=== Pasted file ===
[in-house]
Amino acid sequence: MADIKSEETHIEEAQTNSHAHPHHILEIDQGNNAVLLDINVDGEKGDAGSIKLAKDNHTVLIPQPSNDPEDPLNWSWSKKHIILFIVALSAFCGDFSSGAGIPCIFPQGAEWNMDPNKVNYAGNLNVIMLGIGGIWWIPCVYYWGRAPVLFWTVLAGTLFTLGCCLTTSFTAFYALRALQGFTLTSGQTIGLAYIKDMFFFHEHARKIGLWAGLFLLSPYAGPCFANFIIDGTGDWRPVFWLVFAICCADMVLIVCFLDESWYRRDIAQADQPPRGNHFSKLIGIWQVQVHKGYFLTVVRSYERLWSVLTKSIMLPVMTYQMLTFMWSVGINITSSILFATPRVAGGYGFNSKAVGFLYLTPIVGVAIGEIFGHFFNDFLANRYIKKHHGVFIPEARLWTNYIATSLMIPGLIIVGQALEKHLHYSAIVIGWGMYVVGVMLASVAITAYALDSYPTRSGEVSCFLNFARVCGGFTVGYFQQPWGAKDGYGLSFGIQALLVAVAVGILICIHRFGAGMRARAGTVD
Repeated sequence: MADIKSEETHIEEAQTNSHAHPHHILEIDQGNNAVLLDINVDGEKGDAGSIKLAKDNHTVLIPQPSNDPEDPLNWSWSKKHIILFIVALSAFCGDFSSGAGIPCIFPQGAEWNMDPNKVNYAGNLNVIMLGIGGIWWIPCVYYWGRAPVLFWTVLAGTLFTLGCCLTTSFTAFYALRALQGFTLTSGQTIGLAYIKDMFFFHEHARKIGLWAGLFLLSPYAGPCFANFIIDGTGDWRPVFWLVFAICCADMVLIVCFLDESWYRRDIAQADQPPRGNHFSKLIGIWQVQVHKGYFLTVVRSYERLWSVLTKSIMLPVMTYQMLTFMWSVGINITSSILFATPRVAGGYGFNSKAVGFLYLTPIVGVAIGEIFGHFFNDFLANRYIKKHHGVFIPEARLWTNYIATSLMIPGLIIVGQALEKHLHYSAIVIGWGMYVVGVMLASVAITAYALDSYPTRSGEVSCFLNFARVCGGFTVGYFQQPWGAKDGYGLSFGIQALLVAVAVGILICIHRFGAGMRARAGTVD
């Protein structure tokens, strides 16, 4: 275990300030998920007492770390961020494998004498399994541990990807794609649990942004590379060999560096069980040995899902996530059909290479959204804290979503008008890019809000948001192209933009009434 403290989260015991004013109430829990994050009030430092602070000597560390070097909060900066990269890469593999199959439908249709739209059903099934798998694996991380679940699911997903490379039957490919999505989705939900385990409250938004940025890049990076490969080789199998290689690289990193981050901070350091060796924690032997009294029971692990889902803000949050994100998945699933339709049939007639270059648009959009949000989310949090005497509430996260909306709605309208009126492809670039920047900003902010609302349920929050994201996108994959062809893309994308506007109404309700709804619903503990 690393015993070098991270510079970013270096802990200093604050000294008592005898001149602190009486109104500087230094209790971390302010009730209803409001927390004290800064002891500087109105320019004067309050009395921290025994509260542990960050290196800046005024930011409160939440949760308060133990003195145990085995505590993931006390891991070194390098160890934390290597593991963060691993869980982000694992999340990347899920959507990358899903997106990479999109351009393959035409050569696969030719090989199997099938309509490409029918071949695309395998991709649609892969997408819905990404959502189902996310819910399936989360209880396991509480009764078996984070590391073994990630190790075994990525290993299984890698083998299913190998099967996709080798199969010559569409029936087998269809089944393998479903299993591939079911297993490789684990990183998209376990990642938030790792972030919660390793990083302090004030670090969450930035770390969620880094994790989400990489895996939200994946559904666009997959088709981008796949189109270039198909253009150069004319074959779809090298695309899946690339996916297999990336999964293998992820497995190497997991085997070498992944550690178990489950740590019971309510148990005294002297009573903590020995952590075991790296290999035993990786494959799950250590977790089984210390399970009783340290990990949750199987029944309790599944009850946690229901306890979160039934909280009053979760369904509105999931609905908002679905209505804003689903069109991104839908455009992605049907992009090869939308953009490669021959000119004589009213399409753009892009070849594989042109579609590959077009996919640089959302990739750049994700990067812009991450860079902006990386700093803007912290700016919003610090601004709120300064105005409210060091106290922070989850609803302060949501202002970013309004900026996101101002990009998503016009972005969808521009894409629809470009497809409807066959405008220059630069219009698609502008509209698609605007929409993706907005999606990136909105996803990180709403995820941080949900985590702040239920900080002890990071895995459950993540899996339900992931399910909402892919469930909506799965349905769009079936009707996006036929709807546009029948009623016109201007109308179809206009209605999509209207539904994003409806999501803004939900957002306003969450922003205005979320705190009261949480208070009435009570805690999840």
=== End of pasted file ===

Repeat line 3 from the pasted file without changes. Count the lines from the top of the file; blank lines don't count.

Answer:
Repeated sequence: MADIKSEETHIEEAQTNSHAHPHHILEIDQGNNAVLLDINVDGEKGDAGSIKLAKDNHTVLIPQPSNDPEDPLNWSWSKKHIILFIVALSAFCGDFSSGAGIPCIFPQGAEWNMDPNKVNYAGNLNVIMLGIGGIWWIPCVYYWGRAPVLFWTVLAGTLFTLGCCLTTSFTAFYALRALQGFTLTSGQTIGLAYIKDMFFFHEHARKIGLWAGLFLLSPYAGPCFANFIIDGTGDWRPVFWLVFAICCADMVLIVCFLDESWYRRDIAQADQPPRGNHFSKLIGIWQVQVHKGYFLTVVRSYERLWSVLTKSIMLPVMTYQMLTFMWSVGINITSSILFATPRVAGGYGFNSKAVGFLYLTPIVGVAIGEIFGHFFNDFLANRYIKKHHGVFIPEARLWTNYIATSLMIPGLIIVGQALEKHLHYSAIVIGWGMYVVGVMLASVAITAYALDSYPTRSGEVSCFLNFARVCGGFTVGYFQQPWGAKDGYGLSFGIQALLVAVAVGILICIHRFGAGMRARAGTVD